Laura Lazear writes: "Hello, I thought you and your readers would be interested in checking out AniBOOM (, which launched officially in the U.S. Aug. 21. Aniboom is a premier animation network that partners with animators around the world for multiplatform distribution of original content. Driven by the passion of the art form, professional animators, animation students, Web 2.0 enthusiasts and animation fans come together at to create, watch and share a wide range of animated shorts and series. AniBOOM offers unique online animation tools called Animachines, which allow anyone to create their own high quality content. Aniboom recently launched a great new animation widget tool called MicroSmotion — which allows you to animate yourself or anything else into a video. You can then embed it on your favorite social networking site, including MySpace, Facebook, Frienster, Xanga, FreeWebs and more, use it to comment on someone else's blog or create your own original video greeting cards & send them to your friends & family! Also, you can embed any animation you create using AniBOOM's Shapeshifter tool into your social networking site of choice. Also, Aniboom's Creators Studio allows animators who have a great idea for an original animated web series to pitch, produce and monetize high-quality original animated series spanning a variety of genres for worldwide channels of distribution. and AniBOOM also provides each creator with simple revenue share models- all animators receive a fair share of advertising and licensing revenue. We hope that you will consider sharing this info with your readers, and become part of the AniBOOM community. Please let me know if you have any questions. Thanks, Laura Laura Lazear mPRm Public Relations 5670 Wilshire Blvd., Ste 2500 | Los Angeles, CA 90036 Tel: 323.933.3399 ext. 4259 | Fax: 323.939.7211 Email: |"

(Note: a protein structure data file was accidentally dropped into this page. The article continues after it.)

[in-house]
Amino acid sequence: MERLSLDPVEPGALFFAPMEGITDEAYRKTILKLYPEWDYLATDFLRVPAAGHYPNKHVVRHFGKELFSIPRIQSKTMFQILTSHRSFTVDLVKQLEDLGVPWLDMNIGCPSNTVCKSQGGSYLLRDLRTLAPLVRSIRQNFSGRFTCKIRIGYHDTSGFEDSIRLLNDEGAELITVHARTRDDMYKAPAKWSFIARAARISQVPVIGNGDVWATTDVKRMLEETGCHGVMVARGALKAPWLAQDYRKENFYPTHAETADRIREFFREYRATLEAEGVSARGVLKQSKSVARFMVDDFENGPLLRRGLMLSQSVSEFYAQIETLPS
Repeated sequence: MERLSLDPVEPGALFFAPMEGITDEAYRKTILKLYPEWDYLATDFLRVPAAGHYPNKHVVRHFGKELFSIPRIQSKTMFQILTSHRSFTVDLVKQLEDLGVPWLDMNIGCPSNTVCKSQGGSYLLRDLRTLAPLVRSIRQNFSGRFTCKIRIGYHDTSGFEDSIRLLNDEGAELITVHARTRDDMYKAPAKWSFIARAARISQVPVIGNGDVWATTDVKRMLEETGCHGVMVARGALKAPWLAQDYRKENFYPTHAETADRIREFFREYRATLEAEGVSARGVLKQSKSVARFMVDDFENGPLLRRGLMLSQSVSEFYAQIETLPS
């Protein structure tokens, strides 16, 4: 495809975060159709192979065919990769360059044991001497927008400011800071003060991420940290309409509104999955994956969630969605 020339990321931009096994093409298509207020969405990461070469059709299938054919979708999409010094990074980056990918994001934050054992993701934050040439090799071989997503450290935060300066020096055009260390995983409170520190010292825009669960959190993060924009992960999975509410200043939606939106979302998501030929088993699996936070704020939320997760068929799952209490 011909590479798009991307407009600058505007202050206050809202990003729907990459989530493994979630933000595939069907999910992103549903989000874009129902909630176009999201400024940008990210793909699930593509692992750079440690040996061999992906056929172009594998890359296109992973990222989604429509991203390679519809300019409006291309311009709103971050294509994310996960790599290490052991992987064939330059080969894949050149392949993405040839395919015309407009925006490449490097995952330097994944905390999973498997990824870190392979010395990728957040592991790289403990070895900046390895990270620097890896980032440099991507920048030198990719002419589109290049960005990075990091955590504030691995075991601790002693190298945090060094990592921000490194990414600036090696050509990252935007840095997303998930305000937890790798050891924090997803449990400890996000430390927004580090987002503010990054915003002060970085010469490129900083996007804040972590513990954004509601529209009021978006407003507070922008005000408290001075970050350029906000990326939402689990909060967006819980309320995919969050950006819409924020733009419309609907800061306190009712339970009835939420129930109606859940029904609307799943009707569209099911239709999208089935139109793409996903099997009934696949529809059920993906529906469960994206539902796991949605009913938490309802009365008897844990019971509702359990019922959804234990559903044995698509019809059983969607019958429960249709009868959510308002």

The Internet

Submission + - Wikipedia blocks from editing 1

thefickler writes: Known for having a media director that obsessively stalks critics,'s IP address range has now been banned from editing on Wikipedia. Longtime Wikipedia staffer, David Gerard, posted this on the Administrators' Noticeboard Tuesday afternoon: "I've just blocked, which is an IP range (a) owned by (b) widely used by them for spamming, COI editing and attempted intimidation of administrators dealing with them. I strongly suggest against unblocking this range under any circumstances"

Submission + - Hackers using YouTube to spread latest Trojan

thefickler writes: Social engineering attacks are showing a strong rise this Summer. The latest trick is manipulating YouTube users to infect their PCs with a Trojan known as the Fake Codec. For most media, a certain codec is required to encode and decode a digital stream such as audio or video. When a user tries to view a video that requires a specific codec, they'll usually get the message, "Codec not found" or "The proper codec to play this media is not installed." Some sites will usually direct you to another website to download the codec; however, an increasing trend in late August is for hackers to direct users to download a fake codec, which will in turn install malicious software on the user's machine.

Submission + - Indictment highlights file-sharing risks (

Bomarc writes: "From KOMO TV website, an article about how Gregory Thomas Kopiloff used Limewire, Soulseek and other "peer-to-peer" file-sharing programs to troll other computers for financial information, which he used to open credit cards for an online shopping spree, according to a four-count indictment unsealed in U.S. District Court on Thursday.

The news article isn't big on details, but it does outline the risks with "peer-to-peer" file-sharing programs. Carried by the By Associated Press"

Slashdot Top Deals

Real wealth can only increase. -- R. Buckminster Fuller